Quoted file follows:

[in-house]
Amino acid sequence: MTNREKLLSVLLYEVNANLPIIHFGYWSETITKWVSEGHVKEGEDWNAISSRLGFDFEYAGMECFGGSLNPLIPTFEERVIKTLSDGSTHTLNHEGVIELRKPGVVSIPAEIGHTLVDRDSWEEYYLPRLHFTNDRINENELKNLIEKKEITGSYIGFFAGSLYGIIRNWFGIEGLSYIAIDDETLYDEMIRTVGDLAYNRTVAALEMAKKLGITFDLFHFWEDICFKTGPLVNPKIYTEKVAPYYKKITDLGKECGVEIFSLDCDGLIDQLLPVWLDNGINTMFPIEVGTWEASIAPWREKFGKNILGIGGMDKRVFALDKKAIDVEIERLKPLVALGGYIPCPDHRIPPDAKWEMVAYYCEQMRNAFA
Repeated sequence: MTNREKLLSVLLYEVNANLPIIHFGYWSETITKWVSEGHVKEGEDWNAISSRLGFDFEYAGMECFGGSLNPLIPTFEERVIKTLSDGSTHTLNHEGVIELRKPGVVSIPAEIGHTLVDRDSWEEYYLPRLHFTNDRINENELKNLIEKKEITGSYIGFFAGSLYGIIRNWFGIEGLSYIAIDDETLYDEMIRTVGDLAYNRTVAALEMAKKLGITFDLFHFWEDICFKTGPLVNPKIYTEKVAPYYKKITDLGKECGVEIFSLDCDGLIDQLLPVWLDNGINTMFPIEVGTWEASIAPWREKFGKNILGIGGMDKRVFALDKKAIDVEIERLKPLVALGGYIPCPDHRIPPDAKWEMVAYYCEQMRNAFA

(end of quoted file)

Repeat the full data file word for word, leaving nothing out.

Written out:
[in-house]
Amino acid sequence: MTNREKLLSVLLYEVNANLPIIHFGYWSETITKWVSEGHVKEGEDWNAISSRLGFDFEYAGMECFGGSLNPLIPTFEERVIKTLSDGSTHTLNHEGVIELRKPGVVSIPAEIGHTLVDRDSWEEYYLPRLHFTNDRINENELKNLIEKKEITGSYIGFFAGSLYGIIRNWFGIEGLSYIAIDDETLYDEMIRTVGDLAYNRTVAALEMAKKLGITFDLFHFWEDICFKTGPLVNPKIYTEKVAPYYKKITDLGKECGVEIFSLDCDGLIDQLLPVWLDNGINTMFPIEVGTWEASIAPWREKFGKNILGIGGMDKRVFALDKKAIDVEIERLKPLVALGGYIPCPDHRIPPDAKWEMVAYYCEQMRNAFA
Repeated sequence: MTNREKLLSVLLYEVNANLPIIHFGYWSETITKWVSEGHVKEGEDWNAISSRLGFDFEYAGMECFGGSLNPLIPTFEERVIKTLSDGSTHTLNHEGVIELRKPGVVSIPAEIGHTLVDRDSWEEYYLPRLHFTNDRINENELKNLIEKKEITGSYIGFFAGSLYGIIRNWFGIEGLSYIAIDDETLYDEMIRTVGDLAYNRTVAALEMAKKLGITFDLFHFWEDICFKTGPLVNPKIYTEKVAPYYKKITDLGKECGVEIFSLDCDGLIDQLLPVWLDNGINTMFPIEVGTWEASIAPWREKFGKNILGIGGMDKRVFALDKKAIDVEIERLKPLVALGGYIPCPDHRIPPDAKWEMVAYYCEQMRNAFA